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Troop Rotation For Iraq At Halfway Mark
By Kent Harris
Stars and Stripes
European Edition

March 13, 2004

BAGHDAD The rotation of U.S. troops in and out of Iraq has reached the halfway mark.

"We're about at the 50 percent point," Brig. Gen. Mark Kimmitt, deputy director for coalition operations, said Tuesday.

That rotation involving about 250,000 U.S. troops has generally gone smoothly, he said.

"I think it's a great credit not only to the logisticians who planned it, but the leaders who led it," Kimmitt said.

On a time line, the rotation is actually more than halfway completed, Kimmitt said. Some new troops started taking over their responsibilities as early as November. By May, all the troops serving in the first rotation should be out of the country, replaced by those who will serve another year or so in country.

Some of the outgoing units, including several based in Europe, saw their deployments extended by a few weeks when commanders saw the rotation needed a few adjustments. But Kimmitt said such moves should be over.

"I am not aware of any talk regarding [further] extensions at this point," he said.

He said the theater currently has more U.S. troops than it has seen since the reduction after President Bush declared an end to major hostilities on May 1, 2003. But as servicemembers continue to stream out of airports and into staging areas in Kuwait, the numbers in Iraq will steadily fall.

"Today, we're just about at the top of the peak," Kimmitt said.

Roughly three of the six division-sized elements have already changed hands, with new troops in the north, south-central and southern sectors.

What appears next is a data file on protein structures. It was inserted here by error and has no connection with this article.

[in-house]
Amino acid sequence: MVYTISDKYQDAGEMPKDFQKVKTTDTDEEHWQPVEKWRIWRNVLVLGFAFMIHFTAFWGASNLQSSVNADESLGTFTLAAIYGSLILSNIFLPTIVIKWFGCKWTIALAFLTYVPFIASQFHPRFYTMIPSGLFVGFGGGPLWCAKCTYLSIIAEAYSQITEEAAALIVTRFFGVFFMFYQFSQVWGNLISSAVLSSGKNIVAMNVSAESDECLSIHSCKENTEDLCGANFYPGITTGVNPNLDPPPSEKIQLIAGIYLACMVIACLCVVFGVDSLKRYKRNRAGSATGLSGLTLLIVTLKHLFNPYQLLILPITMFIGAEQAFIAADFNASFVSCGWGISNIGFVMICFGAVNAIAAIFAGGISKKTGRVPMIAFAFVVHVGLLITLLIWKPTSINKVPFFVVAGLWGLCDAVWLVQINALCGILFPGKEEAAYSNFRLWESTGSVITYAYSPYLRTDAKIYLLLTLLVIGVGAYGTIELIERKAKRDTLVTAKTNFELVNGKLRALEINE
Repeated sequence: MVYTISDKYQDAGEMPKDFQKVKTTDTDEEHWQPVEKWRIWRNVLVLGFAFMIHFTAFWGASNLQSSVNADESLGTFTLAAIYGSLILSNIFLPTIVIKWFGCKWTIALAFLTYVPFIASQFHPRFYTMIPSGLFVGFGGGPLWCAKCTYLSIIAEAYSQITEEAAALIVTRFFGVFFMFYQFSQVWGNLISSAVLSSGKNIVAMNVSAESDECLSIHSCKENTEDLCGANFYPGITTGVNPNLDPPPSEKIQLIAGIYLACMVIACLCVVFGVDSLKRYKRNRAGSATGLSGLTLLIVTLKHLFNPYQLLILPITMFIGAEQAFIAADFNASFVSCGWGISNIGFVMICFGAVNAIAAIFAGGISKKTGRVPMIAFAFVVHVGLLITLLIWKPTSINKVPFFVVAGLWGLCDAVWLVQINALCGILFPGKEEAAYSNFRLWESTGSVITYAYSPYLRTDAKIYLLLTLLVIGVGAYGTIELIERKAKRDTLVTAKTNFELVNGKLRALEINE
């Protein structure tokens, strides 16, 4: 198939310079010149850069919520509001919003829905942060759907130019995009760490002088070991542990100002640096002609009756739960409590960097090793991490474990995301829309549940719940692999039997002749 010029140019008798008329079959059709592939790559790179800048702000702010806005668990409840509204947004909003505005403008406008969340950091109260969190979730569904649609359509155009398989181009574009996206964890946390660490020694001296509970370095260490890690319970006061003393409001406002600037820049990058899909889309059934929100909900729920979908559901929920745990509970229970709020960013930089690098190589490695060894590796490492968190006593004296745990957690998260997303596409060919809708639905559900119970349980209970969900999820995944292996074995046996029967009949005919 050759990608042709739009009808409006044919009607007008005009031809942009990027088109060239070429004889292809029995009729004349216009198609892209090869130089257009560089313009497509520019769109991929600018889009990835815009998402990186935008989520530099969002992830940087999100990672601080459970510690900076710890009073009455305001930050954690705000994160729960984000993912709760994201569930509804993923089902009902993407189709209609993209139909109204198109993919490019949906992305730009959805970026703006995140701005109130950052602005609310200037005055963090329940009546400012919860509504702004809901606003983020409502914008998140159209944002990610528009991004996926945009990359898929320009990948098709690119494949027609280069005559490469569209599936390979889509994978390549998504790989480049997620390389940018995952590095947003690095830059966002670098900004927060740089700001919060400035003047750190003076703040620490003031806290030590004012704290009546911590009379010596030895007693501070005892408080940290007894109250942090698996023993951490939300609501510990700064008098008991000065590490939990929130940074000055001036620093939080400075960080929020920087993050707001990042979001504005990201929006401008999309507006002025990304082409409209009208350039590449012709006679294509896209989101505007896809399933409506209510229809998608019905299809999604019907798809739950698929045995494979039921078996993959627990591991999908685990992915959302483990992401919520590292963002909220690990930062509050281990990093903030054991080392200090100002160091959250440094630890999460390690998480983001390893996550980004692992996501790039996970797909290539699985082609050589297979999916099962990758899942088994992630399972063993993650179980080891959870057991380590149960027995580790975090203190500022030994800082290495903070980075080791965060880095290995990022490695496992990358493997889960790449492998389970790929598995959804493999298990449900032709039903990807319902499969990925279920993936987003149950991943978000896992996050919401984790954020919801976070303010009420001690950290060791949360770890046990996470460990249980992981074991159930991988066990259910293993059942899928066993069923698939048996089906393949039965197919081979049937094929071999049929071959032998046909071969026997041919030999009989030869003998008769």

Brig. Gen. Carter Ham, who commands Task Force Olympia in the north of Iraq, said there are only a few small elements still swapping out in his sector.

He said Tuesday that the Army has been able to refine its techniques for showing new troops the ropes during operations in places such as Kosovo and Bosnia and Herzegovina.

"We've learned over time that this process works well," Ham said, referring to a method commonly called left-seat, right-seat in which troops entering the area sit next to experienced troops on patrol to get familiar with their new duties. "It gets better every time."

That said, Ham admitted that Iraq presents unique challenges during such a handover.

"While the process is the same, every individual situation is very different and we realize that."

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This article is provided courtesy of Stars & Stripes, which got its start as a newspaper for Union troops during the Civil War, and has been published continuously since 1942 in Europe and 1945 in the Pacific. Stripes reporters have been in the field with American soldiers, sailors and airmen in World War II, Korea, the Cold War, Vietnam, the Gulf War, Bosnia and Kosovo, and are now on assignment in the Middle East.

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Copyright 2004 Stars and Stripes. All rights reserved. This material may not be published, broadcast, rewritten or redistributed.


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